Where can I find a basic block diagram with descriptions for a typical 10/100BASE-T PHY output driver stage?

I also wonder whether all drivers use "current-mode" outputs that lead to voltage across the external termination resistors (it seems so, because most of the time I see applications with termination resistors to VDD or GND) or are there devices that use voltage output? Why is current output the better choice? It it easier to steer current sources than voltage sources? (and therefore easier to create the different voltage levels)

  • \$\begingroup\$ Details of such chips are rarely disclosed on datasheets. Try patents or papers written on the subject. \$\endgroup\$ Commented Nov 9, 2016 at 20:45
  • \$\begingroup\$ Current output is always a better choice when you have no control over the voltage drop (for example caused by the length of cable in use). \$\endgroup\$
    – David
    Commented Nov 9, 2016 at 23:13
  • 1
    \$\begingroup\$ Agree with you that it is easier to create different voltage levels -- by turning on and off paralleled fixed current drivers. Check out "100BASE-TX Transmit" section on page 3, no block diagram but a brief description. datasheets.maximintegrated.com/en/ds/78Q2120C.pdf \$\endgroup\$
    – rioraxe
    Commented Nov 9, 2016 at 23:24
  • \$\begingroup\$ Another possible reason is that the output impedance would then simply be the external (usually pull up) resistor. \$\endgroup\$
    – rioraxe
    Commented Nov 10, 2016 at 0:24
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    \$\begingroup\$ @Junius The magnetics are a 1:1 transformer. Therefore the cable sees the same 100 ohm differential load even when the termination is on the opposite (PHY) side of the transformer. The 1:1 transformer is essentially transparent to the signal. \$\endgroup\$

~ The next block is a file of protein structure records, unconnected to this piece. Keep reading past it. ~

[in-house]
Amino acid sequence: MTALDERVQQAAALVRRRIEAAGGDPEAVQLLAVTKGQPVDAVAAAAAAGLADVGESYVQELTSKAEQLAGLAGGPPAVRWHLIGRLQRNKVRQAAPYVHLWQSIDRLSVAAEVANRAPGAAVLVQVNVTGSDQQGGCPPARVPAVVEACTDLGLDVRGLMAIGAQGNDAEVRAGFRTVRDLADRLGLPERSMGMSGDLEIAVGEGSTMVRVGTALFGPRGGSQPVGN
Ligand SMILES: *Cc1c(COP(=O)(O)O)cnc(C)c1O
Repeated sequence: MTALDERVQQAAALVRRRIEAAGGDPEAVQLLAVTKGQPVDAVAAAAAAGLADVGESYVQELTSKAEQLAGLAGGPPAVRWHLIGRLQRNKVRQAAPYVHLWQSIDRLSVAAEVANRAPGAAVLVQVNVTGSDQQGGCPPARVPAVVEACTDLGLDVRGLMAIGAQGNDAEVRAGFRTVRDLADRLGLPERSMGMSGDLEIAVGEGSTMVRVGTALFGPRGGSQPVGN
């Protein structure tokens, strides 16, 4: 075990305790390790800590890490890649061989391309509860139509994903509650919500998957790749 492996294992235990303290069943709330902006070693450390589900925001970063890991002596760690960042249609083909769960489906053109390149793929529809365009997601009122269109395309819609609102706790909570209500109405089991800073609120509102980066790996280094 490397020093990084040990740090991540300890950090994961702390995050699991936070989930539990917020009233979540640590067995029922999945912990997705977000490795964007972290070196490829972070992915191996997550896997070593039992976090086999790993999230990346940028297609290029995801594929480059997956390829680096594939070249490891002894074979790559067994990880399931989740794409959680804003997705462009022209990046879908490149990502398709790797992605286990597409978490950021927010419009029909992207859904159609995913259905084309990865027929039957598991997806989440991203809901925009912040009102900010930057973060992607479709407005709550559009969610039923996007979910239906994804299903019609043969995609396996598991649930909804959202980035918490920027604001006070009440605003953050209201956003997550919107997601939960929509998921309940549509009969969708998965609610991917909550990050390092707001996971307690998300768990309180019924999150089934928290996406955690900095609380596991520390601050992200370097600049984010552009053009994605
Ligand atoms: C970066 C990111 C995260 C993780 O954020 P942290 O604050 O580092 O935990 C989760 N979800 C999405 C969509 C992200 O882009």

– user4574
    Commented Jan 10, 2017 at 15:37

1 Answer 1


Below is my guess of what a simplified driver can look like.

When [A1,A2] = 1,1, the output level is positive. When [A1,A2] = 0,0, the output level is negative. When [A1,A2] = 0,1 or 1,0, the output level is zero.

The output impedance is determined by the resistors, which are matched to the cable.

What is completely missing in the diagram is the slew rate control. Which I don't have much idea of how that is actually realized in an IC for this application.


simulate this circuit – Schematic created using CircuitLab

  • \$\begingroup\$ Sorry, but I don´t understand that circuit. Just for example: Let´s assume [A1,A2] = 1,1, then differential output voltage is negative (magnitude is the voltage drop via R1). Also, I don´t think that the wiring is what you wanted since there are always two transistors pulling on the same line "in parallel" to each other. Could you please check the circuit? \$\endgroup\$
    – Junius
    Commented Nov 23, 2016 at 18:41
  • \$\begingroup\$ Also, in all cases where the application notes suggest 50 Ohms pullups to VDD, also the transformer midpoint is biased to VDD. This fact would make even more troubles in the circuit above? It would for example short-circuit R1?! \$\endgroup\$
    – Junius
    Commented Nov 23, 2016 at 18:42

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